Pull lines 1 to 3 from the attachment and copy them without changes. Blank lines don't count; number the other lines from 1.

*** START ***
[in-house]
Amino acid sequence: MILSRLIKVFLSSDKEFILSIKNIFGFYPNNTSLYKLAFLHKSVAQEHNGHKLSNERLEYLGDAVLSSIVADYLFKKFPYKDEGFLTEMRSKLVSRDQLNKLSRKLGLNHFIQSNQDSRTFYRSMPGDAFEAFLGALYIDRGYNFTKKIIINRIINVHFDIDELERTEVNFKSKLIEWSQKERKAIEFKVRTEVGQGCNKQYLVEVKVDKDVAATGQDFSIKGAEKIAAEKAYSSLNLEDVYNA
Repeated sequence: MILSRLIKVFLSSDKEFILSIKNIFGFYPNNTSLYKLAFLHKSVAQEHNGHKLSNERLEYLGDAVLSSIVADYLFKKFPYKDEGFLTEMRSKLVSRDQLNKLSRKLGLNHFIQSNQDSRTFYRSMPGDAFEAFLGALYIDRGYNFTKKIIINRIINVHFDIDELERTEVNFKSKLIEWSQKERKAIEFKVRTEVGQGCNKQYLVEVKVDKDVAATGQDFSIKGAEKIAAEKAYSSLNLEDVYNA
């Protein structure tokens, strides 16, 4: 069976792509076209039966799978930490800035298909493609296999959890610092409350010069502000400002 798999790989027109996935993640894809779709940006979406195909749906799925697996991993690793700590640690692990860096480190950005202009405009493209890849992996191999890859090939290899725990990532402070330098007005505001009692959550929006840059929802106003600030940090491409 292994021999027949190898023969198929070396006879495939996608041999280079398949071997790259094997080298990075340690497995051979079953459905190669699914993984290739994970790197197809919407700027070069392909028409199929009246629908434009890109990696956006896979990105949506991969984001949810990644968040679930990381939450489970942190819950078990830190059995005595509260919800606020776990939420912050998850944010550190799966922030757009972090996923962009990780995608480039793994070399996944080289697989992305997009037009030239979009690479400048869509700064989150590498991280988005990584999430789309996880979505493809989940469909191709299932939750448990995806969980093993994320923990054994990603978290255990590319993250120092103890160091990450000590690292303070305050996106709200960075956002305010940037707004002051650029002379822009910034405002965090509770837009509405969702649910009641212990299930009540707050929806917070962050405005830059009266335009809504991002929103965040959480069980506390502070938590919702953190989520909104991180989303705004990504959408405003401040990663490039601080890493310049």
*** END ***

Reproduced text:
[in-house]
Amino acid sequence: MILSRLIKVFLSSDKEFILSIKNIFGFYPNNTSLYKLAFLHKSVAQEHNGHKLSNERLEYLGDAVLSSIVADYLFKKFPYKDEGFLTEMRSKLVSRDQLNKLSRKLGLNHFIQSNQDSRTFYRSMPGDAFEAFLGALYIDRGYNFTKKIIINRIINVHFDIDELERTEVNFKSKLIEWSQKERKAIEFKVRTEVGQGCNKQYLVEVKVDKDVAATGQDFSIKGAEKIAAEKAYSSLNLEDVYNA
Repeated sequence: MILSRLIKVFLSSDKEFILSIKNIFGFYPNNTSLYKLAFLHKSVAQEHNGHKLSNERLEYLGDAVLSSIVADYLFKKFPYKDEGFLTEMRSKLVSRDQLNKLSRKLGLNHFIQSNQDSRTFYRSMPGDAFEAFLGALYIDRGYNFTKKIIINRIINVHFDIDELERTEVNFKSKLIEWSQKERKAIEFKVRTEVGQGCNKQYLVEVKVDKDVAATGQDFSIKGAEKIAAEKAYSSLNLEDVYNA